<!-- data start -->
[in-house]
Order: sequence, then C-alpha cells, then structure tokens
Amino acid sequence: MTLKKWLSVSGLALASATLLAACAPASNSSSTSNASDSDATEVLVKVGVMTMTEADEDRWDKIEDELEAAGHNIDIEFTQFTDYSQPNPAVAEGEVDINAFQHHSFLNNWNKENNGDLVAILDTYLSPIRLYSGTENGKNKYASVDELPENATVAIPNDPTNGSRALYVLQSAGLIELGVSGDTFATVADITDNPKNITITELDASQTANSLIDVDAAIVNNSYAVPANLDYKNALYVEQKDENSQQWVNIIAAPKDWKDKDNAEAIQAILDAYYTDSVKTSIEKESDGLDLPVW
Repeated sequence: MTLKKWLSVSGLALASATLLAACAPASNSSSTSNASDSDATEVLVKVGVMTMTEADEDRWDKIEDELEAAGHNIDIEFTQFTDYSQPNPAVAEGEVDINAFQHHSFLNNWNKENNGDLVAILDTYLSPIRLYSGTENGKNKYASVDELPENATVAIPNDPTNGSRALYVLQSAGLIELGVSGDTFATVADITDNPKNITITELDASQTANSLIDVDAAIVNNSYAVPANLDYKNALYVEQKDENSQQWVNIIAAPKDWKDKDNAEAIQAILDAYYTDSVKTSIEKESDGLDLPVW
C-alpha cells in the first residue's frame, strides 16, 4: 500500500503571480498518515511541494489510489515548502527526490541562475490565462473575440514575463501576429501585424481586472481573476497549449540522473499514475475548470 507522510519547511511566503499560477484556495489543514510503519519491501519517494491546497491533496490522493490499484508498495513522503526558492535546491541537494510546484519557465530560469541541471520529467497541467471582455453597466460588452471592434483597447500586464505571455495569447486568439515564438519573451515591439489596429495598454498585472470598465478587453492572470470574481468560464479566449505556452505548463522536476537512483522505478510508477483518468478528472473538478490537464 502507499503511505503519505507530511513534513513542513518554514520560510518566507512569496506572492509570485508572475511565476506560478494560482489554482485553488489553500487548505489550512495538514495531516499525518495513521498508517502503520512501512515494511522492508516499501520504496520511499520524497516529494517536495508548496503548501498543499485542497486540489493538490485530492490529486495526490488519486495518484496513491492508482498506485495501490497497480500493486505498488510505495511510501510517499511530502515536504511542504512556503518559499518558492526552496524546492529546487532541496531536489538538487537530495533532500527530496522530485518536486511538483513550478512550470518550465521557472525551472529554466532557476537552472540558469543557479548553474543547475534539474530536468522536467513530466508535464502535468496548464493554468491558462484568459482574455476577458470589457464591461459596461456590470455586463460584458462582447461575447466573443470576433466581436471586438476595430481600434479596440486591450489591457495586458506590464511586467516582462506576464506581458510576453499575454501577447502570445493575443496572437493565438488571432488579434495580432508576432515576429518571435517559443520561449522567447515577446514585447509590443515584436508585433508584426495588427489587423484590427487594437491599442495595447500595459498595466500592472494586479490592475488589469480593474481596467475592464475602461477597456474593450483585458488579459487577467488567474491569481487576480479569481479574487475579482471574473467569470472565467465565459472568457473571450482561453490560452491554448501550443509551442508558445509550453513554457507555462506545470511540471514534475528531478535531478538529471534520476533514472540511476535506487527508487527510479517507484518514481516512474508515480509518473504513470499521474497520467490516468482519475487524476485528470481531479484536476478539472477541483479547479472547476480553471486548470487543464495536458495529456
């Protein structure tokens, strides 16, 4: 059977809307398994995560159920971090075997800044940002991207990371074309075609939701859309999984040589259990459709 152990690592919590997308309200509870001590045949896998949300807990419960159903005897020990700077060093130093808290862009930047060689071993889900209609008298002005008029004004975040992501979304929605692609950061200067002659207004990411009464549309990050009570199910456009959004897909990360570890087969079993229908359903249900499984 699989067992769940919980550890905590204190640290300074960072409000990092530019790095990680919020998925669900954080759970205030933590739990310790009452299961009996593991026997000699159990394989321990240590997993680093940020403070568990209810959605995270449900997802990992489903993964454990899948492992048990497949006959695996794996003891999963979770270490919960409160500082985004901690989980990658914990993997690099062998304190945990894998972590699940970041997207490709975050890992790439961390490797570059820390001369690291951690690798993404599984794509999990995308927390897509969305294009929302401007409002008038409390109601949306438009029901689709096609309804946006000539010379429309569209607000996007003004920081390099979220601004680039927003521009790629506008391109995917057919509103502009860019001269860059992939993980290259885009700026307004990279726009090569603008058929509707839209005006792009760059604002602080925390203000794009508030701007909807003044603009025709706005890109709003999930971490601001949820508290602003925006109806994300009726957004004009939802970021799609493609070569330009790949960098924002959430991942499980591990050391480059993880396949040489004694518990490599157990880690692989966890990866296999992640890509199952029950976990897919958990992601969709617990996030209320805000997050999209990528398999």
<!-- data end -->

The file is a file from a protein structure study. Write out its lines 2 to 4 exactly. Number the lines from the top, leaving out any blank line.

Order: sequence, then C-alpha cells, then structure tokens
Amino acid sequence: MTLKKWLSVSGLALASATLLAACAPASNSSSTSNASDSDATEVLVKVGVMTMTEADEDRWDKIEDELEAAGHNIDIEFTQFTDYSQPNPAVAEGEVDINAFQHHSFLNNWNKENNGDLVAILDTYLSPIRLYSGTENGKNKYASVDELPENATVAIPNDPTNGSRALYVLQSAGLIELGVSGDTFATVADITDNPKNITITELDASQTANSLIDVDAAIVNNSYAVPANLDYKNALYVEQKDENSQQWVNIIAAPKDWKDKDNAEAIQAILDAYYTDSVKTSIEKESDGLDLPVW
Repeated sequence: MTLKKWLSVSGLALASATLLAACAPASNSSSTSNASDSDATEVLVKVGVMTMTEADEDRWDKIEDELEAAGHNIDIEFTQFTDYSQPNPAVAEGEVDINAFQHHSFLNNWNKENNGDLVAILDTYLSPIRLYSGTENGKNKYASVDELPENATVAIPNDPTNGSRALYVLQSAGLIELGVSGDTFATVADITDNPKNITITELDASQTANSLIDVDAAIVNNSYAVPANLDYKNALYVEQKDENSQQWVNIIAAPKDWKDKDNAEAIQAILDAYYTDSVKTSIEKESDGLDLPVW